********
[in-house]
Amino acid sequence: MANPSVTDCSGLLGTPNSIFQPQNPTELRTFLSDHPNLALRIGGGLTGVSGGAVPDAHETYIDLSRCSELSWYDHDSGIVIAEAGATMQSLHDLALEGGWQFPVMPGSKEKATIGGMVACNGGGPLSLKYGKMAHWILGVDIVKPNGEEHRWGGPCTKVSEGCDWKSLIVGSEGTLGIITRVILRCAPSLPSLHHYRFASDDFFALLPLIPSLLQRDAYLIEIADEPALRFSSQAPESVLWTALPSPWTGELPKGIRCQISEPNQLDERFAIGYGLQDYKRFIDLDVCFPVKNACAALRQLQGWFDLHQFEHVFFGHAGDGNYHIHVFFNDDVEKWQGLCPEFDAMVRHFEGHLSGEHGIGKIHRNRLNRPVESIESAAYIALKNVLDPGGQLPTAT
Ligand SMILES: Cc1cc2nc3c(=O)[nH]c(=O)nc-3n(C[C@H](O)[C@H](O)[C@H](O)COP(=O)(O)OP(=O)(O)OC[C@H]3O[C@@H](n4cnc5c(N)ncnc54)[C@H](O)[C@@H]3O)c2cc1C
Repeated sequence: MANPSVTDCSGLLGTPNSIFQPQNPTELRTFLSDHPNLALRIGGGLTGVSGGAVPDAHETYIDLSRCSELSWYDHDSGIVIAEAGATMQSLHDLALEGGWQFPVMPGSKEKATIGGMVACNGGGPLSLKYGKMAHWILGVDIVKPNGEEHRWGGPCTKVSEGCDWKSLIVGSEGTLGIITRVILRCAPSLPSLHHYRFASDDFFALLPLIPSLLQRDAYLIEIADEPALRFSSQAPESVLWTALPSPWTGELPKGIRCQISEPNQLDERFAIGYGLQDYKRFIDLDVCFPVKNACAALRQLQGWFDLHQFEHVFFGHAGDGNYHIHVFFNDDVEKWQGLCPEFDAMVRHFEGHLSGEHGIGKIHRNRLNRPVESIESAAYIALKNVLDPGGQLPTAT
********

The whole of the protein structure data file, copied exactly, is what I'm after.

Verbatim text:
[in-house]
Amino acid sequence: MANPSVTDCSGLLGTPNSIFQPQNPTELRTFLSDHPNLALRIGGGLTGVSGGAVPDAHETYIDLSRCSELSWYDHDSGIVIAEAGATMQSLHDLALEGGWQFPVMPGSKEKATIGGMVACNGGGPLSLKYGKMAHWILGVDIVKPNGEEHRWGGPCTKVSEGCDWKSLIVGSEGTLGIITRVILRCAPSLPSLHHYRFASDDFFALLPLIPSLLQRDAYLIEIADEPALRFSSQAPESVLWTALPSPWTGELPKGIRCQISEPNQLDERFAIGYGLQDYKRFIDLDVCFPVKNACAALRQLQGWFDLHQFEHVFFGHAGDGNYHIHVFFNDDVEKWQGLCPEFDAMVRHFEGHLSGEHGIGKIHRNRLNRPVESIESAAYIALKNVLDPGGQLPTAT
Ligand SMILES: Cc1cc2nc3c(=O)[nH]c(=O)nc-3n(C[C@H](O)[C@H](O)[C@H](O)COP(=O)(O)OP(=O)(O)OC[C@H]3O[C@@H](n4cnc5c(N)ncnc54)[C@H](O)[C@@H]3O)c2cc1C
Repeated sequence: MANPSVTDCSGLLGTPNSIFQPQNPTELRTFLSDHPNLALRIGGGLTGVSGGAVPDAHETYIDLSRCSELSWYDHDSGIVIAEAGATMQSLHDLALEGGWQFPVMPGSKEKATIGGMVACNGGGPLSLKYGKMAHWILGVDIVKPNGEEHRWGGPCTKVSEGCDWKSLIVGSEGTLGIITRVILRCAPSLPSLHHYRFASDDFFALLPLIPSLLQRDAYLIEIADEPALRFSSQAPESVLWTALPSPWTGELPKGIRCQISEPNQLDERFAIGYGLQDYKRFIDLDVCFPVKNACAALRQLQGWFDLHQFEHVFFGHAGDGNYHIHVFFNDDVEKWQGLCPEFDAMVRHFEGHLSGEHGIGKIHRNRLNRPVESIESAAYIALKNVLDPGGQLPTAT